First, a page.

I would like to use a quote from a song for my new wine label. We would use quotation marks and give credit to the artist. Is that ok?

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    You need to look up the concept of "fair use" in copyright law and see if the useage you propose falls within that definition.
    – user16226
    Commented Aug 19, 2016 at 17:09
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    Hi, and welcome to Writers. We aren't lawyers and can only give you our nonbinding opinions about legal issues like copyright. There is a Law SE, but if you're selling a product (particularly alcohol), the best course of action is to consult an actual lawyer. Commented Aug 19, 2016 at 17:31
  • @mbakeranalecta Note that many jurisdictions don't have the explicit concept of "fair use" in copyright law, although there is probably a minimum standard for how much needs to be used for it to be recognized as the original work in the first place. If I quote four lines of a highly popular song, then it's probably recognizable as a quote from that song, particularly if I also name the artist; on the other hand, if I quote just a few words with no attribution, it might not be recognizable as such at all.
    – user
    Commented Aug 23, 2016 at 9:38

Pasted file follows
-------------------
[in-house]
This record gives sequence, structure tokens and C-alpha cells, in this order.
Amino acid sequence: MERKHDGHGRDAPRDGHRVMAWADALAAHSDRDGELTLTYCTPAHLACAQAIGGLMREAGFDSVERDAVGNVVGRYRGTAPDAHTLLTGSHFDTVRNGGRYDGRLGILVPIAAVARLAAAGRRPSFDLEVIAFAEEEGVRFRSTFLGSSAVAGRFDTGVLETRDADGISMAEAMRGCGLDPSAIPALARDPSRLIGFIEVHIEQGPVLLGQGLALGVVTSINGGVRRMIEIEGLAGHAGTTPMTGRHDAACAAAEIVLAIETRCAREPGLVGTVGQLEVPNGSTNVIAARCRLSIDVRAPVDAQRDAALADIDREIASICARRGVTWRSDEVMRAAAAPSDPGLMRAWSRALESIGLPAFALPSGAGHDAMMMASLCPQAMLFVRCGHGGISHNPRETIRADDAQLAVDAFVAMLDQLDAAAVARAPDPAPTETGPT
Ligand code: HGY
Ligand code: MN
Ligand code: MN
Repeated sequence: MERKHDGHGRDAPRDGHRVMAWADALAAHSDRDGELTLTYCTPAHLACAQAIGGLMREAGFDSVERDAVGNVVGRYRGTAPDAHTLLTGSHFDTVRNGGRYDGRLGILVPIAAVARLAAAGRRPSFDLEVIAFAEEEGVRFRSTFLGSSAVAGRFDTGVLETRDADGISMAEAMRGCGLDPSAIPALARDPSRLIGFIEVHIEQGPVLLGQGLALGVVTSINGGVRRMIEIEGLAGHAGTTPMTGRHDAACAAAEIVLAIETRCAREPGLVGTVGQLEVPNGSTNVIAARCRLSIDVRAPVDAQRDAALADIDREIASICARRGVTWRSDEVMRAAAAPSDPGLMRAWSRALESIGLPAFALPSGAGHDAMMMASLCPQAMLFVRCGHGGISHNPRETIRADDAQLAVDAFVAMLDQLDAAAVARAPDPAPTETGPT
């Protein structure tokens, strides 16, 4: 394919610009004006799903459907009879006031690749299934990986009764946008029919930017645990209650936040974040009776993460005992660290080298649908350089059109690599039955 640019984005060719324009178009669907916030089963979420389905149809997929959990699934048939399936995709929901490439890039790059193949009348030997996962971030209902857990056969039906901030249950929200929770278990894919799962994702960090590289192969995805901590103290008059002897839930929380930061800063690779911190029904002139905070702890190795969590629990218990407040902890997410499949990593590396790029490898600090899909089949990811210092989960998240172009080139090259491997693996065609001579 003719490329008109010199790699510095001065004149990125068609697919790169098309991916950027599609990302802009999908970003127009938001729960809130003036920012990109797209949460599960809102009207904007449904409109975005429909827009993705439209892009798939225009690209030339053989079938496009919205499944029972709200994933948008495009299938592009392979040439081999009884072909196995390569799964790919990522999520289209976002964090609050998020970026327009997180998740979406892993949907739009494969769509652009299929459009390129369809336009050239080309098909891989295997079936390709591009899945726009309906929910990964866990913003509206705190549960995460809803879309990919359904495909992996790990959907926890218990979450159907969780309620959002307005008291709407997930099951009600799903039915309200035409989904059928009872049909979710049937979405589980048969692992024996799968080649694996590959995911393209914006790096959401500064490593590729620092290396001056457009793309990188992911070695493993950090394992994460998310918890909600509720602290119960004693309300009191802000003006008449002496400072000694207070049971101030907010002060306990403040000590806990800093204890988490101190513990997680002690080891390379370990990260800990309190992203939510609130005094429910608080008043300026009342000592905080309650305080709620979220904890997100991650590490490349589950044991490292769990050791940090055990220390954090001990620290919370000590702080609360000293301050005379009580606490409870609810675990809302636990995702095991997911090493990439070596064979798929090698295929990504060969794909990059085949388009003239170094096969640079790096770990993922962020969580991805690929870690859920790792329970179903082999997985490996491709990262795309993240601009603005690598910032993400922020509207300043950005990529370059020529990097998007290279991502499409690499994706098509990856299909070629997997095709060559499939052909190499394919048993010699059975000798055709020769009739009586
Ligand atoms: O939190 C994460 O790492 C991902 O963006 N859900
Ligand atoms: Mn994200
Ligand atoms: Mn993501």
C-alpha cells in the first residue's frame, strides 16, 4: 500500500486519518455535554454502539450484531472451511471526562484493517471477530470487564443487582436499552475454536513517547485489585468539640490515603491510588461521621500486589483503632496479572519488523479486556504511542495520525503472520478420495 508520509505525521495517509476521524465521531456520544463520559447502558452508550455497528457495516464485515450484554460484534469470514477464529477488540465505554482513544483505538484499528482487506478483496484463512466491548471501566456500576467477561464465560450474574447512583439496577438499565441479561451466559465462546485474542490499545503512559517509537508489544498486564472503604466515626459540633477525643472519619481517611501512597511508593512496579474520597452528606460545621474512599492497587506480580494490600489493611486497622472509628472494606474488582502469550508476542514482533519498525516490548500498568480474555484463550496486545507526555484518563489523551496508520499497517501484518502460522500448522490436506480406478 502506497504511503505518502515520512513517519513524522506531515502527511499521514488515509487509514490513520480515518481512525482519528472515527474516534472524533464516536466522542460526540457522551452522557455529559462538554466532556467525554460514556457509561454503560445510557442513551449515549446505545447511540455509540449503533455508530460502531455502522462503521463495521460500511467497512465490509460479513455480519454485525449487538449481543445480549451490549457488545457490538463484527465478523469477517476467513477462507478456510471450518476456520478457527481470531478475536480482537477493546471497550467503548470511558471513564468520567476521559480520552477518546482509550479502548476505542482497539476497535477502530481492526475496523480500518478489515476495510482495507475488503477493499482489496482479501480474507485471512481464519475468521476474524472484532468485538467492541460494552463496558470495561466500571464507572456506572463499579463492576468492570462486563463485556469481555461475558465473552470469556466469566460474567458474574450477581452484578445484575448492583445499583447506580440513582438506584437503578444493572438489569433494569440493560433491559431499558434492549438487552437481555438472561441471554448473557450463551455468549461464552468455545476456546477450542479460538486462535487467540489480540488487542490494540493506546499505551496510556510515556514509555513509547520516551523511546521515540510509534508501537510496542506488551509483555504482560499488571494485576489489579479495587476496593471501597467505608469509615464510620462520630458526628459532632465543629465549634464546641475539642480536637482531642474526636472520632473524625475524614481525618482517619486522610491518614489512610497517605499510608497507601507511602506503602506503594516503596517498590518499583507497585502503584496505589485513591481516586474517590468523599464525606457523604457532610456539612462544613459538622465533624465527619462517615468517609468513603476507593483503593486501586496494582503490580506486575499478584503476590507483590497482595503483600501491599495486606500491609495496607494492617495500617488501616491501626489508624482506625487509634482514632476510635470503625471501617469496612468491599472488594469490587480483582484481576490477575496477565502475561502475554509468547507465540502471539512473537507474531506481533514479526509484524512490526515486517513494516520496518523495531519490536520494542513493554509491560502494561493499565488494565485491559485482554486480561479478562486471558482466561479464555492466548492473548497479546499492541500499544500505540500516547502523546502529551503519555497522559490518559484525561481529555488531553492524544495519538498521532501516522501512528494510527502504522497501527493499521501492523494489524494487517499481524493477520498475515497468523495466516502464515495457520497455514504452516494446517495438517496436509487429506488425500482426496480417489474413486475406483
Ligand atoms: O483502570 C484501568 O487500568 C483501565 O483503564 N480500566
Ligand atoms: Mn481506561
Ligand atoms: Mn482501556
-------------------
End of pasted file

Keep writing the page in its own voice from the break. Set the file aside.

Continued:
• Hello and welcome to Writers. Our focus is on writing, while your question seems to be more about product packaging and the law, so I've put this on hold. If you specify your jurisdiction you could probably ask this on Law. Commented Aug 25, 2016 at 1:38
  • Questions like this have been asked before, and are usually left open as a question related to writing. However, now that the law site is up and running, perhaps it'd be best to send these questions there. Commented Aug 25, 2016 at 12:29

2 Answers 2


No. You are using a work of art for commercial purposes. Trying to sell your wine is not fair use. You must ask the copyright owner for permission.


You will need permission.

If it is a song, you probably need to credit the music publisher (and possibly the music label) as well as the person who wrote the lyrics. If you are granted permission, they'll tell you the format the credits should take.

Fair Use (a.k.a. Fair Dealing in the UK) is a defence in law, not a permission or a Get Out Of Jail Free Card. And it only covers the territory for which the law was drawn up. So a Fair Dealing defence could be used in a UK court, but is not valid in a USA or South African or Japanese court.

EDIT: Also be careful of folks telling you that you can use it because it is Insubstantial Part (a.k.a. Insubstantial Use). Songs are short, so even a few lines may be over the limit of what is considered acceptable. Also, very important/crucial bits of a work are excluded from Insubstantial Part - for instance the punchline to a joke, or the bit of a crime novel where the murderer is revealed. So very recognisable song lyrics (say the chorus) may be excluded from being used as Insubstantial Part.

Of course, if the song lyric is out of copyright, there is no need for permission. In most countries, that is 70 years after the death of the lyricist. So you can't use 'Imagine' because John Lennon only died in 1980.

I'm not a lawyer, but part of my day job involves clearing footage, stills, quotations etc for TV. We have lawyers on the staff to handle the really tricky stuff.

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